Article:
Overview of the gender impact assessment process
- Provides general guidance on the four steps involved in conducting gender impact assessments.
- Is designed to be used by diverse organisations and adapted as needed to different contexts.
- Includes questions and resources which provide more tailored guidance for defined entities.
- Provides guidance on where you can find further information and resources to support you.
The four steps for conducting a gender impact assessment should be done alongside the templates in Templates and resources. These templates provide a way for you to record your analysis and aim to support your reporting requirements and obligations under the Gender Equality Act.
Throughout this section a hypothetical example is included to demonstrate the four steps and use of the templates. You will find this at the end of each step.
In this hypothetical situation, a main road, connecting a residential area with the business district in a town, is increasingly congested during peak times. A team has been tasked with assessing use of the road and developing solutions to meet the needs of users including decreasing congestion.
Step 1: Define the issues and challenge assumptions
Define the problem your policy, service or program is trying to address and make sure this definition considers how gender shapes the issue(s).
- Identify the issue(s) your policy, program or service is aiming to address.
- Using key questions, think about how gender and other factors might shape the policy issue, program or service you are working on.
What else do you need to focus on to consider the different ways women, men and gender non-binary people access and experience this issue?
- Do you think that everyone who accesses this policy, program or service has the same needs from it?
- Do the different social roles and responsibilities that people take on affect the way people access and use this policy, program or service?
Template 1 supports this step. This step works best when incorporated early in the process of developing a new policy, process or service.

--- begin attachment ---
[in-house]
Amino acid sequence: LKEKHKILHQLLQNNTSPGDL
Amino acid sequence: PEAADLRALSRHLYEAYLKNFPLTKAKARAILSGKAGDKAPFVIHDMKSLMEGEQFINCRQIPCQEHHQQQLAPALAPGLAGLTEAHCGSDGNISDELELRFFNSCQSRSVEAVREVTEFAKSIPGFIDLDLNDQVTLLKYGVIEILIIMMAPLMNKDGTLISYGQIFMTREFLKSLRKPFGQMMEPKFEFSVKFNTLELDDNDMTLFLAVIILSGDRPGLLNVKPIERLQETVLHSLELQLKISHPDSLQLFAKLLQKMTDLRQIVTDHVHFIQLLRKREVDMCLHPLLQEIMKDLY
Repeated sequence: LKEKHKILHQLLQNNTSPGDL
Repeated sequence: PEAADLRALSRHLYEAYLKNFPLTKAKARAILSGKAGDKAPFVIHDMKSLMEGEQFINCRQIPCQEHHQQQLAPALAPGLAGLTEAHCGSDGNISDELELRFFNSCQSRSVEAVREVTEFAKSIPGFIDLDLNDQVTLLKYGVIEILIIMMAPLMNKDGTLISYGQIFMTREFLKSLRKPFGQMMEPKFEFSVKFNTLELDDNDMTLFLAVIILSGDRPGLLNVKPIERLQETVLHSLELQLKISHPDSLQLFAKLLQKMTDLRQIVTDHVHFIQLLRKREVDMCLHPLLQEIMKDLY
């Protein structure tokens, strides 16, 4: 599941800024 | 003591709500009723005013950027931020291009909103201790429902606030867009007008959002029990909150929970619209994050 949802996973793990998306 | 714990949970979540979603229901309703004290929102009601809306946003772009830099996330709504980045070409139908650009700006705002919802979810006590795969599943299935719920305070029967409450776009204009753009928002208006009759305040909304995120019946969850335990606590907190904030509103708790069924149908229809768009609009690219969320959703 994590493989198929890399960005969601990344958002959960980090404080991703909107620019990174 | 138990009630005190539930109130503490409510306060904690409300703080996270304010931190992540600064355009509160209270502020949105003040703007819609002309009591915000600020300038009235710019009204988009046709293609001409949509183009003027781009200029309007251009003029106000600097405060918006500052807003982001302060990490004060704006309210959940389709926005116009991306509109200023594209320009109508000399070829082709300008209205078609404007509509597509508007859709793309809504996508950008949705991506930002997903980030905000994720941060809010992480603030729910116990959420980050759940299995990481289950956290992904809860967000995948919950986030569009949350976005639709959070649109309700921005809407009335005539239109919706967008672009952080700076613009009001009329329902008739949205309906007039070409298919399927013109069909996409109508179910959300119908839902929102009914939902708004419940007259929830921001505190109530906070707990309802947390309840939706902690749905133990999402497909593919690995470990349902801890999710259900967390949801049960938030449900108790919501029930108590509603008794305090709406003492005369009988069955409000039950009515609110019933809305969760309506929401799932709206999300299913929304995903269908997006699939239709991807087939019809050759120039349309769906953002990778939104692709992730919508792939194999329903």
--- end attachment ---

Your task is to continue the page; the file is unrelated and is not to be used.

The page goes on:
Step 2: Understand your context
Collect evidence to understand how gender shapes the context.
- Consider the information you already have.
- Think about how to use internal data, desktop research and stakeholder engagement to investigate further.
What can we find out from data, research and stakeholder engagement?
- Who is likely to be affected?
- What are the lived experiences of diverse groups?
- What different impacts may be likely for different people?
Template 2 supports this step. If you are short on resources or time, thinking about the best way to get the evidence you need is crucial.
Step 3: Options analysis
Develop an option or options for your policy, program or service and weigh up the gendered impact.
- Use the information you have gathered in Steps 1 and 2 to develop an option or options for your proposed policy, program or service.
- Consider the gendered benefits and costs and overall gender impact of the option(s).
What are the potential policy options and what gendered impact might they have?
- Will some people benefit more because they have greater access, or does this policy, program or service do everything it can to ensure resources are distributed and used equally?
- Will it contribute to transforming gender norms in a positive way?
- Does your policy, program or service potentially have negative unintended consequences for certain groups of people that will outweigh any benefits?
Template 3 supports this step. This step works best when incorporated early in the process of developing a new policy, process or service.
Step 4: Make recommendations
Make a final recommendation based on the evidence collected and analysis conducted.
- Document what evidence has been used to inform your final recommendation.
- Draft a recommendation and provide a rationale for the solution proposed.
- Consider any mitigation strategies that may be needed.
Based on the evidence, what is the recommended approach?
- How does this approach meet the needs of people of different genders, address gender inequality, and promote gender equality?
Template 4 supports this step. This step also contains a checklist to ensure you have completed all the necessary steps.